May 2013 – Dr. Sarah de Leeuw, Research Associate and long-time collaborator with the National Collaborating Centre for Aboriginal Health, was recently honoured with a BC Book Prize for Literary Excellence. Her book of poetry, Geographies of a Lover, received the Dorothy Livesay Poetry Prize at a gala celebration at the Lieutenant Governor’s Home in Victoria on May 4. The 2013 BC Book Prize finalists and winners are listed here.
De Leeuw has also authored two books of essays: Unmarked: Landscapes Along Highway 16 and Front Lines: Portraits of Care Givers in Northern British Columbia. She is two-time recipient of the CBC Literary Award in Creative Non-Fiction.
In addition to her work with the NCCAH and her creative writing accomplishments, de Leeuw is a human geographer and Associate Professor in the Northern Medical Program at UNBC. She lectures to medical students within the Doctor, Patient and Society stream of the curriculum. As well, she teaches in the problem-based learning labs on reproduction, and nutrition, growth and development, where she focuses on the psychosocial components of medicine.
“Faculties of medicine are increasingly considering having practicing artists and authors on staff because we bring to the curriculum a humanities-oriented way of thinking about health and the human body,” de Leeuw says.
De Leeuw said that her award-winning book of poetry “takes significant political risks. It was a conscious effort to expand the discussion or literary representations of women’s sexuality. Those representations have been somewhat circumscribed for many years. This book was a conscious effort to depart from more established literary tropes about what it means to be sexual, from a very embodied female perspective.”
Speaking about Geographies of a Lover, de Leeuw explained, “the book is written in the long poem tradition. It is organized thematically around key geographic concepts and very embodied contemplations of specific latitudes and longitudes around the world. It is very much a text about loss. But it’s a text not just about loss of human relationship, but loss of relationship with nature and loss of nature and environment itself. In addition to it being an avowedly feminist text, it is being conceptualized in the genre of ‘eco-poetics.’ Eco-poetics is a bourgeoning genre of poetry which politically contemplates ecology and the environment, specifically human-ecology or human-environment relationships.”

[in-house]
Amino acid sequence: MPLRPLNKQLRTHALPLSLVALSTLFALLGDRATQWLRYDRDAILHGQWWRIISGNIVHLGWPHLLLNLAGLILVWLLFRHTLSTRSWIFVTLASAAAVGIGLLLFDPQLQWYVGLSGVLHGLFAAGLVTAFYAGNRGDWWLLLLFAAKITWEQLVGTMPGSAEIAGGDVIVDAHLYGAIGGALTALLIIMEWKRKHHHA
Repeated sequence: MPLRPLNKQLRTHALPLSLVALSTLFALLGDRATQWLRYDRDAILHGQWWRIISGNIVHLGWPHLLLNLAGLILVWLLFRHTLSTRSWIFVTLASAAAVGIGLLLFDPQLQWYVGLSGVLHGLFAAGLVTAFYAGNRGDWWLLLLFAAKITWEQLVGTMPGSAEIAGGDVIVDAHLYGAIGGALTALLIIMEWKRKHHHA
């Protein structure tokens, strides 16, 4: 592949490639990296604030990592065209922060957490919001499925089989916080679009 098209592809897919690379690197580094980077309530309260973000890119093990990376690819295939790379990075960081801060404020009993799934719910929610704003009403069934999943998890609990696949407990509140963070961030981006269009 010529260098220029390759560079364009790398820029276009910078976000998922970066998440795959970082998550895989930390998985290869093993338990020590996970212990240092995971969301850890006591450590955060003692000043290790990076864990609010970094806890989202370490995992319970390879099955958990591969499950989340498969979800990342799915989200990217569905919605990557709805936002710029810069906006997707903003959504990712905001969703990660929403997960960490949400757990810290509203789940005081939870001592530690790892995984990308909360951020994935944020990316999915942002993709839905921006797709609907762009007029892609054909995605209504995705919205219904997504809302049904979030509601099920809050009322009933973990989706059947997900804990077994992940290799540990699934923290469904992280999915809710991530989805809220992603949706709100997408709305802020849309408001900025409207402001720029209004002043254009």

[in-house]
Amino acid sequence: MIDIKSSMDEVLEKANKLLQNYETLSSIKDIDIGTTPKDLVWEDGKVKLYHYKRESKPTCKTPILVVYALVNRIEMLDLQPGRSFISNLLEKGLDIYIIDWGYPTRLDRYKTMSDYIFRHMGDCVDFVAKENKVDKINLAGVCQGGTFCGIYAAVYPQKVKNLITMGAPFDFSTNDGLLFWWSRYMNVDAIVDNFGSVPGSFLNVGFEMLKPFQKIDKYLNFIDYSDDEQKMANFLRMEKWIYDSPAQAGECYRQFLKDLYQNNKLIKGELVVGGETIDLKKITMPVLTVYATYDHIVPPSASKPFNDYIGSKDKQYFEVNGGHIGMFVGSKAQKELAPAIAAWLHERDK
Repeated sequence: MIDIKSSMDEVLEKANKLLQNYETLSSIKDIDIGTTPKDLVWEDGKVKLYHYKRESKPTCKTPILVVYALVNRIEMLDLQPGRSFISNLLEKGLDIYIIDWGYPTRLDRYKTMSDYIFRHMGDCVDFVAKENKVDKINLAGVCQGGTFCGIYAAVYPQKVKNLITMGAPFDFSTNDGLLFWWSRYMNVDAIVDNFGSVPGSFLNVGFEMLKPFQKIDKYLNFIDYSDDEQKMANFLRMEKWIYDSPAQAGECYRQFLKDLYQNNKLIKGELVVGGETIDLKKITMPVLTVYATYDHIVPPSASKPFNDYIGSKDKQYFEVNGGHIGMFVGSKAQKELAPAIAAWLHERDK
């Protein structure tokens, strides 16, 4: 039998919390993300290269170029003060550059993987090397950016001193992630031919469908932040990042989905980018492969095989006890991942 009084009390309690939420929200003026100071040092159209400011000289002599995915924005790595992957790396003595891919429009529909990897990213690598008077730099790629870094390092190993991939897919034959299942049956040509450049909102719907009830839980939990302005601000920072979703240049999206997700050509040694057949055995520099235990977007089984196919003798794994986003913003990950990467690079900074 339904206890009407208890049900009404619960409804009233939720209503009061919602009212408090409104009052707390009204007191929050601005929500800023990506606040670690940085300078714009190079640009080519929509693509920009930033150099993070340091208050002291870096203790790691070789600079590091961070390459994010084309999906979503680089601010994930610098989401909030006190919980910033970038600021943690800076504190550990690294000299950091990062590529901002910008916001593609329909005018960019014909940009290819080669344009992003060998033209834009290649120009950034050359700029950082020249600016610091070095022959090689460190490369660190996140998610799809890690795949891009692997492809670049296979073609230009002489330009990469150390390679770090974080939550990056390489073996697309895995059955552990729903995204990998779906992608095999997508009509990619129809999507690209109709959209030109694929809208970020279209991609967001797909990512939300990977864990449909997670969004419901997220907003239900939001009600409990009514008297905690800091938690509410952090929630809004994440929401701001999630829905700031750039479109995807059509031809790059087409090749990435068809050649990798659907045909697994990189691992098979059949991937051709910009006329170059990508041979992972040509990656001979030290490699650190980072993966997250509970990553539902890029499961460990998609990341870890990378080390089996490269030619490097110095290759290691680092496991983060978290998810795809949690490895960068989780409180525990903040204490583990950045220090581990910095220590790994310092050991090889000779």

Working with the NCCAH over many years, de Leeuw has found that “research institutes that look at social issues have some space to have their researchers look at social issues from a variety of perspectives, including poetic perspectives.”
The NCCAH is very proud to be supporting Sarah de Leeuw’s research on health, creative arts, and northern communities through a recent and inaugural partnership scholar award with the Michael Smith Foundation. Much of de Leeuw’s work centres on colonialism, social determinants of Indigenous peoples’ health, and the humanities. Some of her recent collaborations with the NCCAH on the topic of art and Indigenous peoples’ health include:
De Leeuw links her book of poetry to other domains of her work: “All of my work – creatively, academically, and research-wise – tries to parse apart ways of understanding inequities, ways of representing or thinking through power imbalances. This book is absolutely an extension of that.”
Photo credit: S.N. de Leeuw